About the CFRU
The Cooperative Forestry Research Unit (CFRU) is a stakeholder-driven research cooperative housed at the University of Maine. It includes 33 member organizations representing over 8 million acres of Maine’s forest (half of all forestland in the state). CFRU Cooperators include Maine forest landowners, wood processors, conservation organizations, and others that support the mission and objectives of the CFRU. The CFRU is funded by voluntary financial and in-kind contributions from its members to The University of Maine.
The goals, objectives, and operating procedures of CFRU are re-evaluated every five years and incorporated into a Program Prospectus. An Advisory Committee composed of representatives of member organizations guide all CFRU activities. A Research Team consisting of the Director, support staff, scientists, and technical support personnel are responsible for achieving CFRU objectives through research projects approved by the Advisory Committee.
CFRU research focuses primarily on developing applied information that can be used by member organizations to improve forest management. Current CFRU research focuses on silviculture, forest productivity, forest modeling, and wildlife habitat issues related to the management of Maine’s commercial forestlands. Findings from CFRU research are promptly disseminated to Cooperators, and completed research is published in refereed scientific journals. The CFRU is always open to new research ideas and proposals that have important implications for forest management in Maine.
The CFRU is a core research program of the Center for Research on Sustainable Forests at the University of Maine.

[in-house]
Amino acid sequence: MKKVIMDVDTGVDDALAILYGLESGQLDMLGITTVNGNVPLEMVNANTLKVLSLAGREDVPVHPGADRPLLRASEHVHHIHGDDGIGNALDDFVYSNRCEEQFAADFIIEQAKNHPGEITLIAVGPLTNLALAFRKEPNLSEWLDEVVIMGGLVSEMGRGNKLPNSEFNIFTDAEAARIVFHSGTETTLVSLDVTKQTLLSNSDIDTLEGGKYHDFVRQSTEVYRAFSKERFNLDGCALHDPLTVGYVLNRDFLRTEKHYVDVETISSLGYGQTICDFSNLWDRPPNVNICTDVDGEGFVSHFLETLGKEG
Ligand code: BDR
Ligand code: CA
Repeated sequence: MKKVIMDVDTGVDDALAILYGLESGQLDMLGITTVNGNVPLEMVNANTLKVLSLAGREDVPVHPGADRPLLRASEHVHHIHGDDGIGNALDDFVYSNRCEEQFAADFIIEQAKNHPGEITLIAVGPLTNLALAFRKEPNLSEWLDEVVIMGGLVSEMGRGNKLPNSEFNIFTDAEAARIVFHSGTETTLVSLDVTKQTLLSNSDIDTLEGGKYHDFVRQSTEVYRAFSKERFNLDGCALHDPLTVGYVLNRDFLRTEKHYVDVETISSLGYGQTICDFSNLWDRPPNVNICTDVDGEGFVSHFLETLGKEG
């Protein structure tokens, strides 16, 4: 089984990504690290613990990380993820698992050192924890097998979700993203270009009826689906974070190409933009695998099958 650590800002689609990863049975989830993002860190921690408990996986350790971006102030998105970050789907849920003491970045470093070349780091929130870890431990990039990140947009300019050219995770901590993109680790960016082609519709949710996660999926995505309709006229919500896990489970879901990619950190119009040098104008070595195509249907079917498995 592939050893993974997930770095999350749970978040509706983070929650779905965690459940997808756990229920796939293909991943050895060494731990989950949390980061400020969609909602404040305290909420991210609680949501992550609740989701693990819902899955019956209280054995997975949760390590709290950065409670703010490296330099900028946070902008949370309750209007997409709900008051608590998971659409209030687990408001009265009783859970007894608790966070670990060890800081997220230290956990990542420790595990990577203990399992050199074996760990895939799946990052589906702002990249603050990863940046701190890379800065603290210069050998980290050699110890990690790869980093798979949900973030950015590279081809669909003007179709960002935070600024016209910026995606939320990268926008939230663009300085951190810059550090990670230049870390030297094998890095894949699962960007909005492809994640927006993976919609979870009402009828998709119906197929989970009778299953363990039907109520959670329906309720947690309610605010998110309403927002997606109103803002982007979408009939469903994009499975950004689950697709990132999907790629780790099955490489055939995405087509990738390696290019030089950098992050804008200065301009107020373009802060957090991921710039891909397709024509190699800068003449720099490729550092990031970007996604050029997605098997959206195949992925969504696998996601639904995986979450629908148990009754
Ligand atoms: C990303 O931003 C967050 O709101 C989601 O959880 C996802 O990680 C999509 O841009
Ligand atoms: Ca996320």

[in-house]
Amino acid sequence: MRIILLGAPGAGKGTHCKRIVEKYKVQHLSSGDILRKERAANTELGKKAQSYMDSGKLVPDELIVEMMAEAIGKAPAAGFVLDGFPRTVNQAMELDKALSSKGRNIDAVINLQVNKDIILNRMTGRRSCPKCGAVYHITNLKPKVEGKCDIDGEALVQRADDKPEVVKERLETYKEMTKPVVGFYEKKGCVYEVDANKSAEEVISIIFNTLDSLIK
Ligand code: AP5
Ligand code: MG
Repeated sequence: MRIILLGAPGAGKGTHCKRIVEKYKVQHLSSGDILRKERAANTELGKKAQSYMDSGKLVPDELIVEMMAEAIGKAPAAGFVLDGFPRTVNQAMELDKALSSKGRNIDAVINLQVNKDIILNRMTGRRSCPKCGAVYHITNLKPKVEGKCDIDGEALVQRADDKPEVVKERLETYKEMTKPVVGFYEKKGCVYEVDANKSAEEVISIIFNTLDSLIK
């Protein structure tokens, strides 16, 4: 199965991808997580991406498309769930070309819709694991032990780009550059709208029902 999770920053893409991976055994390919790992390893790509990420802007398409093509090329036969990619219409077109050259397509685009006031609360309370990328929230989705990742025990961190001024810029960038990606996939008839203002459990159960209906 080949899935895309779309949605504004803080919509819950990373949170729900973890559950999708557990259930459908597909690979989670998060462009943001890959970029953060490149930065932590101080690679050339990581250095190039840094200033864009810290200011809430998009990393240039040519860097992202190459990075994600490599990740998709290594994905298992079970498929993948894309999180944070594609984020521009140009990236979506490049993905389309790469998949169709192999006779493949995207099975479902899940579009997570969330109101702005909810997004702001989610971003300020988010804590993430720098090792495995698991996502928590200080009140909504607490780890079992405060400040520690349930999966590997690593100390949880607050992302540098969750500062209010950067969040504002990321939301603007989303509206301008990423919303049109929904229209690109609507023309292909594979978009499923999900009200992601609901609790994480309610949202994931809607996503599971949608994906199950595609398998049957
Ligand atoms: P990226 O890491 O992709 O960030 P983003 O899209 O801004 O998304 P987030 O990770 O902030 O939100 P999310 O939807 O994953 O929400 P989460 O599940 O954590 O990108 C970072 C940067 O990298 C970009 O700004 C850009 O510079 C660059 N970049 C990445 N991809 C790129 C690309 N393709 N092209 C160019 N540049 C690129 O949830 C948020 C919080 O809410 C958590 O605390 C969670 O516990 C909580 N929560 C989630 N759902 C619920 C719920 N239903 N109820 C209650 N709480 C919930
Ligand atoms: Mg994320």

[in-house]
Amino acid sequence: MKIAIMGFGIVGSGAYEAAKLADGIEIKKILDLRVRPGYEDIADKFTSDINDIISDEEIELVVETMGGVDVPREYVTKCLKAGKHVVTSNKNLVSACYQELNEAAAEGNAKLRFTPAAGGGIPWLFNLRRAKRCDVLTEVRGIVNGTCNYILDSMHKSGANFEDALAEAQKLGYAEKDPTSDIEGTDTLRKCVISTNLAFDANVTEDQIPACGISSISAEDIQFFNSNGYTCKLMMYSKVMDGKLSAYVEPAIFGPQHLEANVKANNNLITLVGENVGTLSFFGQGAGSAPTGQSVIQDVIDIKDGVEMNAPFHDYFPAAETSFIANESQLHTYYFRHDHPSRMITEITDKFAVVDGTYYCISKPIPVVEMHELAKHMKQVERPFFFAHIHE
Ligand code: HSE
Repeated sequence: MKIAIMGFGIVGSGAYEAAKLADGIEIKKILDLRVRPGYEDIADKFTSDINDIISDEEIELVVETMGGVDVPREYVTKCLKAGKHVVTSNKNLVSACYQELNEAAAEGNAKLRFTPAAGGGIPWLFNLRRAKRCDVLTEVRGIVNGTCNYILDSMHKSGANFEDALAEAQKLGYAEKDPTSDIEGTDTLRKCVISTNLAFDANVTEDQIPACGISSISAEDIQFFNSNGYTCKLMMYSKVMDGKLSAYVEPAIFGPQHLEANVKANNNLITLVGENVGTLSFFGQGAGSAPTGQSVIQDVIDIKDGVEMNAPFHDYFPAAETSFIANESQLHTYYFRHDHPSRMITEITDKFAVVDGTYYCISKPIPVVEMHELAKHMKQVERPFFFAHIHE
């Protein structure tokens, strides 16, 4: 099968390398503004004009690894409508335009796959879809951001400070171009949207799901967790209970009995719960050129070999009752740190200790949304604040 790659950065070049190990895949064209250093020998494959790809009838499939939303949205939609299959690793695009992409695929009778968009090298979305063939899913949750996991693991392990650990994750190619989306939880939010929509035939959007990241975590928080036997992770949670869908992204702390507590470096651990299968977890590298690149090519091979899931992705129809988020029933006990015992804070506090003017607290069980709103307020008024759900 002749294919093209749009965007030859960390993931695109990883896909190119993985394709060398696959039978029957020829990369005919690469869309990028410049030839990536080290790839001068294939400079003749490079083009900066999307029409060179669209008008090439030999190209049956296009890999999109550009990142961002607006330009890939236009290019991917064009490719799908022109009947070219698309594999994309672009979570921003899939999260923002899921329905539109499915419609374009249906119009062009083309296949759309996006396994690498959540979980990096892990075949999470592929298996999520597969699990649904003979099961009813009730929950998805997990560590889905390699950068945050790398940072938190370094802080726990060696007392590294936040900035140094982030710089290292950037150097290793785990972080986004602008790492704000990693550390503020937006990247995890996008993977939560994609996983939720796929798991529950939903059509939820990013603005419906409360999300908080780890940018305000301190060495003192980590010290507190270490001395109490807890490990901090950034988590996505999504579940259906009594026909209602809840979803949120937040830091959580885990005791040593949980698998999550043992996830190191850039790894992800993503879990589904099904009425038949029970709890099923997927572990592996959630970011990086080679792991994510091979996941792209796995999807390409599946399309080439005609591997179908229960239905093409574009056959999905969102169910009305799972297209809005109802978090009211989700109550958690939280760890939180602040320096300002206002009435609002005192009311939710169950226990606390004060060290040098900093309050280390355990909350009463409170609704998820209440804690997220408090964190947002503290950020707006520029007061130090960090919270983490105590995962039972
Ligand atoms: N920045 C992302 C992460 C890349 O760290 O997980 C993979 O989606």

Created during the spruce budworm crisis of the mid-1970s, the CFRU was one of the earliest forest industry/university research cooperatives in the United States. Much of the CFRU research during the next 40 years followed from questions that arose as a result of the natural development of forests damaged by the spruce budworm outbreak, and continues to lead the way in helping Maine prepare for and respond to the next spruce budworm outbreak.
The CFRU focus has ranged from developing effective strategies to manage damage from the spruce budworm in spruce-fir stands, to determining how to successfully regenerate forests devastated by the spruce budworm, understanding how to best space young trees using precommercial thinning, understanding the habitat requirements for wildlife (such as deer, moose, small mammals,
American marten, and Canada Lynx), and understanding how to best commercially thin and model the growth of maturing forest stands that developed in the years following the 1970-80s spruce budworm outbreak. CFRU research has also addressed a wide variety of other forest management questions over the years, and the CFRU has a number of long-term research sites that are home to projects focused on
commercial thinning, adaptive silviculture, timber harvesting, and habitat use, among other topics.
CFRU researchers and staff have produced hundreds of publications and educational events for Cooperators, policymakers, students, and others interested in the results from CFRU-sponsored research. These results have had widespread application across the northeastern United States, eastern Canada, and other parts of the world.